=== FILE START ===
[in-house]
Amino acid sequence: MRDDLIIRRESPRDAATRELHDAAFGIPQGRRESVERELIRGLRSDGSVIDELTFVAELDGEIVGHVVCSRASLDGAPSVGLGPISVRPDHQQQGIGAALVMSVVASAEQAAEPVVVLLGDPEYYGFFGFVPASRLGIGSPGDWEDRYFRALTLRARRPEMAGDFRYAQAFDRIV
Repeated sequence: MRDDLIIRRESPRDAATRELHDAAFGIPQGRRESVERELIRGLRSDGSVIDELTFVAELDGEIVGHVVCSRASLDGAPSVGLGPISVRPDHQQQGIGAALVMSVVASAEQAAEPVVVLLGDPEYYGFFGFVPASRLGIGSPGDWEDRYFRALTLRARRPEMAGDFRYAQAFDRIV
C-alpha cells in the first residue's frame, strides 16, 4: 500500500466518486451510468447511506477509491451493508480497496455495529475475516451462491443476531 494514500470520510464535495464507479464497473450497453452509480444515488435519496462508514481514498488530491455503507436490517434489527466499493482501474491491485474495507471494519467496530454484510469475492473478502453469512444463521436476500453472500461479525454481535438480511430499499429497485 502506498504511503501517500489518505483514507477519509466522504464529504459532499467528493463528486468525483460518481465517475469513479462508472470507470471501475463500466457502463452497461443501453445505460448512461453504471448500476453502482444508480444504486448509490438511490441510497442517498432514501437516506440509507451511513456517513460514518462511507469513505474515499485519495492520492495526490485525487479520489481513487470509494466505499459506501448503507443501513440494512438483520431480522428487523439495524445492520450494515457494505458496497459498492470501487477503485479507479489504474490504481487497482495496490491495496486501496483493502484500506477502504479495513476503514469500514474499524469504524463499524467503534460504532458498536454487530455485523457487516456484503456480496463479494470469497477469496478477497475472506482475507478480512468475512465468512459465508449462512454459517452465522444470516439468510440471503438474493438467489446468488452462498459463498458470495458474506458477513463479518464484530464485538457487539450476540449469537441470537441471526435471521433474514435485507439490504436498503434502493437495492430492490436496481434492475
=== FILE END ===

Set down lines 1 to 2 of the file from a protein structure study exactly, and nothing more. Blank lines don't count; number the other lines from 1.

[in-house]
Amino acid sequence: MRDDLIIRRESPRDAATRELHDAAFGIPQGRRESVERELIRGLRSDGSVIDELTFVAELDGEIVGHVVCSRASLDGAPSVGLGPISVRPDHQQQGIGAALVMSVVASAEQAAEPVVVLLGDPEYYGFFGFVPASRLGIGSPGDWEDRYFRALTLRARRPEMAGDFRYAQAFDRIV